Nikolaj Arcel's The Dark Tower is out in theaters, and it is Sony's hope that the film serves as a proper introduction to the vast world (or, Mid-World, actually) of Stephen King's rich fantasy book series. Almost everyone who is going into The Dark Tower this weekend knows that it's supposed to be the start of something bigger, as King's own book series started on a slim novel -- The Gunslinger -- and grew into a seven-book anthology that consistently expanded on the story's scope. So when we sat down with Stephen King recently and asked about future plans for the franchise, he shared one thing he really hopes will change in the next segment. King told CinemaBlend:
I understand the rationale behind the movie that is PG-13. I was totally signed off on that. I want as many people in the tent as possible, for all kinds of reasons. Part of it having to do with the dynamic between the Gunslinger and the boy. That's a father-son relationship. But I'd love to see the next picture be R. That's sort of where we're coming from now, and where the movie needs to go. PG-13 was the safe spot to go. When pictures were R, the studio execs would say, 'Well, we know that this is going to make 20% or 30% less money because we're going to exclude a prime tenderloin part of the moviegoing public.' I think that movie's like Deadpool have changed that.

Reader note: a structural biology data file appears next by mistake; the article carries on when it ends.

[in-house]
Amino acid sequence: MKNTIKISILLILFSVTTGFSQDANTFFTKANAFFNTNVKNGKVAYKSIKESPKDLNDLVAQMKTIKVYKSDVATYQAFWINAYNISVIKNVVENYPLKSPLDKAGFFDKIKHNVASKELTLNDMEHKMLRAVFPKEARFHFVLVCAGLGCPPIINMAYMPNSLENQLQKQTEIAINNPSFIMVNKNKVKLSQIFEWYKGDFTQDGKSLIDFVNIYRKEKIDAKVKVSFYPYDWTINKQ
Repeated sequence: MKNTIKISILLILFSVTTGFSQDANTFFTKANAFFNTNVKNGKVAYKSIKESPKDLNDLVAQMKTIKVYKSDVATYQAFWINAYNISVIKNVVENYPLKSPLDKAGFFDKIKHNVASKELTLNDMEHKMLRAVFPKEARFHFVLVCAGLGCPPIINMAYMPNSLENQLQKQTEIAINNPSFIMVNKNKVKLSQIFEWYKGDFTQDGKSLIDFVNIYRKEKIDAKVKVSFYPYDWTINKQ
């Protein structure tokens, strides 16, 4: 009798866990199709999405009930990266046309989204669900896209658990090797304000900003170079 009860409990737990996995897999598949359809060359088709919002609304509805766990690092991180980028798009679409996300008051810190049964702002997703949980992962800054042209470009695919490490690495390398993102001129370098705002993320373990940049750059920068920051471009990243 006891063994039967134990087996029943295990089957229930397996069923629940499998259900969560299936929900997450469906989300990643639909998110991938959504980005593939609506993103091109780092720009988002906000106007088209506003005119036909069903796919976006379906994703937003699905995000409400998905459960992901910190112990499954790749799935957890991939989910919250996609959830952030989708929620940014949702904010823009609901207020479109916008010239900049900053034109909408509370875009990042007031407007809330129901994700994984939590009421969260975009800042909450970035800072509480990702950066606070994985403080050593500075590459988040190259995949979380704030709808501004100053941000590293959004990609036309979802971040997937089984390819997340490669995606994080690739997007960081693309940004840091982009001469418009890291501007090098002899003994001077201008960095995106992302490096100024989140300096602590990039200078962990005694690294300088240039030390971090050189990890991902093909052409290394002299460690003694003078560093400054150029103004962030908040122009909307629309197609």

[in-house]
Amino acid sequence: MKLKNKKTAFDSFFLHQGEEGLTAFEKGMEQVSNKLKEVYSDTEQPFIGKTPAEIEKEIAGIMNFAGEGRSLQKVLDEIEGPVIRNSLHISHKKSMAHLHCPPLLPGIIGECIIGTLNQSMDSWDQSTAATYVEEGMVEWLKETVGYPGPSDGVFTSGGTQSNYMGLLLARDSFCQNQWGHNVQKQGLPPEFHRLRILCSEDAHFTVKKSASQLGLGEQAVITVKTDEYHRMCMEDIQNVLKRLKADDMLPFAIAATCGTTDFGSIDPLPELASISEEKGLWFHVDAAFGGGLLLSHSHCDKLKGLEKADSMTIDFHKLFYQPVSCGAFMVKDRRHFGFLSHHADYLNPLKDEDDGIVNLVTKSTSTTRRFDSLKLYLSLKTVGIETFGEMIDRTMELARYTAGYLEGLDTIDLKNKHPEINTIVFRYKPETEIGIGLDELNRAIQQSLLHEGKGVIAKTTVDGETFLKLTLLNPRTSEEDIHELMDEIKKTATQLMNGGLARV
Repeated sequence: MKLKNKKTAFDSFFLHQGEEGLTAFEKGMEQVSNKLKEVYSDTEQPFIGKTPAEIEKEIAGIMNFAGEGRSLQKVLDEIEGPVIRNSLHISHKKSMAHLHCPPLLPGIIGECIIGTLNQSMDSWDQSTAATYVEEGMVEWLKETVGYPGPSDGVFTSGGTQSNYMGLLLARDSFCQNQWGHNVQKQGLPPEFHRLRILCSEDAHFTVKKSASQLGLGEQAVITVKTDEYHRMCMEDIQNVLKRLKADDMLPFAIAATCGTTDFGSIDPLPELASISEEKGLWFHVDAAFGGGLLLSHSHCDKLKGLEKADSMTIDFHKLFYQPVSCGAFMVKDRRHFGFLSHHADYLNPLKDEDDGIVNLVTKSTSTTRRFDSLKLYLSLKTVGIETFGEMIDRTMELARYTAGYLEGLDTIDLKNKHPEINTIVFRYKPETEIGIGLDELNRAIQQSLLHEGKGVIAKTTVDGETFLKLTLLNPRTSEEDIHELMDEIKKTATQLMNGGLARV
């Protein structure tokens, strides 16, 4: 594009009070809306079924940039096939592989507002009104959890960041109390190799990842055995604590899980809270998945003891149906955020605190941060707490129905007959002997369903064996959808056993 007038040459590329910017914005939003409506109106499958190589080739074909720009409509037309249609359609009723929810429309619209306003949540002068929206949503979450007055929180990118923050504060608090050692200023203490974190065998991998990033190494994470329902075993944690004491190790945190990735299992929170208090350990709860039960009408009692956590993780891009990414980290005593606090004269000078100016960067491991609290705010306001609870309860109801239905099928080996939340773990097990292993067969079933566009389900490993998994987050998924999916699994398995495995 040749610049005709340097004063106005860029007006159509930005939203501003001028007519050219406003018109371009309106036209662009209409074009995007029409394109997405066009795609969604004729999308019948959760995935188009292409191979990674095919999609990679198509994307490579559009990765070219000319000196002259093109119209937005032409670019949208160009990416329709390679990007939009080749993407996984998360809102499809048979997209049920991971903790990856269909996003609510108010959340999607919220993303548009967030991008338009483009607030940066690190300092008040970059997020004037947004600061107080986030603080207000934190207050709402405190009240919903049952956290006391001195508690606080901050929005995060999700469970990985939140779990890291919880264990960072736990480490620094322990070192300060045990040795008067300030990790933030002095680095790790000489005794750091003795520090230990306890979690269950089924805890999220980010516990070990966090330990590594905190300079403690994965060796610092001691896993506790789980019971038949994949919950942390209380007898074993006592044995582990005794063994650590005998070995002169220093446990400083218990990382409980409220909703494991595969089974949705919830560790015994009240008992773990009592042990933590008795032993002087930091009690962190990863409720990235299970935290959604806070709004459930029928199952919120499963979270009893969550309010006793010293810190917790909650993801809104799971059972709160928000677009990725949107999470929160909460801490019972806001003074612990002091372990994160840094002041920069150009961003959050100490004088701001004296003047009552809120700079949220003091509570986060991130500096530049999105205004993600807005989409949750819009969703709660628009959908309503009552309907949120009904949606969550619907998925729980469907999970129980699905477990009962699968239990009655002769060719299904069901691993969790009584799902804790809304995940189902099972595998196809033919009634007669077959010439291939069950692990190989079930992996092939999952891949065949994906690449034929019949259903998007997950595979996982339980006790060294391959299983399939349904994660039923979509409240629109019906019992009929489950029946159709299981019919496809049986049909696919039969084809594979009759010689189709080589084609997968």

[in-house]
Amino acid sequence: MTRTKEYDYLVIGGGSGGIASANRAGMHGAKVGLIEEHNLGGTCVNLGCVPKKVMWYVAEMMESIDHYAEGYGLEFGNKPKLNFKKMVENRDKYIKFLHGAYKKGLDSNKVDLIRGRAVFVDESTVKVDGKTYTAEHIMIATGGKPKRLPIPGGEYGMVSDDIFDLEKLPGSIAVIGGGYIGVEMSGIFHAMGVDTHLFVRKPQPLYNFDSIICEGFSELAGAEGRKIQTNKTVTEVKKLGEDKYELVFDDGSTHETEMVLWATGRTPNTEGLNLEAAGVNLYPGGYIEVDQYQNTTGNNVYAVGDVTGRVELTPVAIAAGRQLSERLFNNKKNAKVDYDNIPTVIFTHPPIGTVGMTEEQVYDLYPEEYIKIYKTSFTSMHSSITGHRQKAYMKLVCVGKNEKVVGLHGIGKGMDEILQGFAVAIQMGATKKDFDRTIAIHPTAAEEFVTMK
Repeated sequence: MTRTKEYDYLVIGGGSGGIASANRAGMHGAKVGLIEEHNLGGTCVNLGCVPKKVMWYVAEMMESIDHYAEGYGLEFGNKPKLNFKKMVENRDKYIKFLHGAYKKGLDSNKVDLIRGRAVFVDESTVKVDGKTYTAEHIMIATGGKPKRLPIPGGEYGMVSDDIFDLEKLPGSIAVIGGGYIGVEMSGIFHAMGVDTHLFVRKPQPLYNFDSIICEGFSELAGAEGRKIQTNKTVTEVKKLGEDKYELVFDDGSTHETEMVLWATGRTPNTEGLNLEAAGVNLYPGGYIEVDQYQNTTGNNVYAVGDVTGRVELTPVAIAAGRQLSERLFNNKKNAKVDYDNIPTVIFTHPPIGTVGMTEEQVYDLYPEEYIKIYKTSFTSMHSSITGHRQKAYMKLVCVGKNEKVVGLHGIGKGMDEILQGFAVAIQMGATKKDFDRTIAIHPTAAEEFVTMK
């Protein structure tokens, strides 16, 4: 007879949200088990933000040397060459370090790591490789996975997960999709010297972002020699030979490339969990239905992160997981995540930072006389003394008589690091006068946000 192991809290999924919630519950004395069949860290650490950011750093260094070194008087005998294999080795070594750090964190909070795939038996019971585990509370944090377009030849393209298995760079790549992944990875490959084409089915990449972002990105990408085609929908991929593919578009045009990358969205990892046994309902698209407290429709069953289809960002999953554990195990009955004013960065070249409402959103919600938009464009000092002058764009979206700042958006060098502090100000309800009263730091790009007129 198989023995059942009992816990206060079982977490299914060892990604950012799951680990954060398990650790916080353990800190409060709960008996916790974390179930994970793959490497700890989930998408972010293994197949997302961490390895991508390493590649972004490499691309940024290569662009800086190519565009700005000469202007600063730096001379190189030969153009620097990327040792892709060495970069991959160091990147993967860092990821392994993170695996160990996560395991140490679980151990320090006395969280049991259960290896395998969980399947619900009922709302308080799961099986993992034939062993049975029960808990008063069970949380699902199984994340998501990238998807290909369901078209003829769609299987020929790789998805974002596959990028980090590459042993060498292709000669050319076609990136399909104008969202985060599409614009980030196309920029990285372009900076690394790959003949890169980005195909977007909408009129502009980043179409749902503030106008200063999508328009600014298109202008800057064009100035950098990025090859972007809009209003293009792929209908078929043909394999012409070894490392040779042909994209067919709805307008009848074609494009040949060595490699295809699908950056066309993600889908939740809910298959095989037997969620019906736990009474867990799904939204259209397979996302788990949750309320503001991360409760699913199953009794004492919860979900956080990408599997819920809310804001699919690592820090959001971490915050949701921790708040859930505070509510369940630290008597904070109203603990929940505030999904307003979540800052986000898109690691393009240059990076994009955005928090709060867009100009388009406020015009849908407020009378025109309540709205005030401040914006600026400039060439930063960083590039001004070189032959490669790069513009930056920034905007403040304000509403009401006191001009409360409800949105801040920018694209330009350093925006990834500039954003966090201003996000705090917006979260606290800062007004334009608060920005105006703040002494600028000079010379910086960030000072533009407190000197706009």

The next chapter might not BE a movie. The most recent report is that The Dark Tower is actually going to get a TV series, one that could be shepherded by former The Walking Dead showrunner Glen Mazzara. Technically, this could happen, even if the movie doesn't make enough money at the box office to warrant a traditional sequel. We will be tracking the progress of The Dark Tower at the box office this weekend, and in weeks to come -- particular on the international market, where Sony can lean on Stephen King fans to boost the box.
Either way, as a television series or a movie, Stephen King's sentiment seems to be that he'd like to see an edgier, more mature approach to the material that is being mined from his novels, and it's hard to disagree with that tact. The journey of Roland (Idris Elba) to reach the Dark Tower gets brutal and deadly, with some twisted sci-fi/fantasy hybrid storytelling rising to the surface. And it would take a full commitment by a studio or a network to bring that material to the screen. But shows like Game of Thrones, Westworld and, yes, The Walking Dead have proven that edgy pulp material can be translated properly, so hopefully Glen Mazzara can tap into King's pure vision.
We shall see what the future holds for The Dark Tower. If this movie was rated R, would it make you more interested in seeing it? And do you think the upcoming installments should go for a more-mature approach? Weigh in below in the comments section.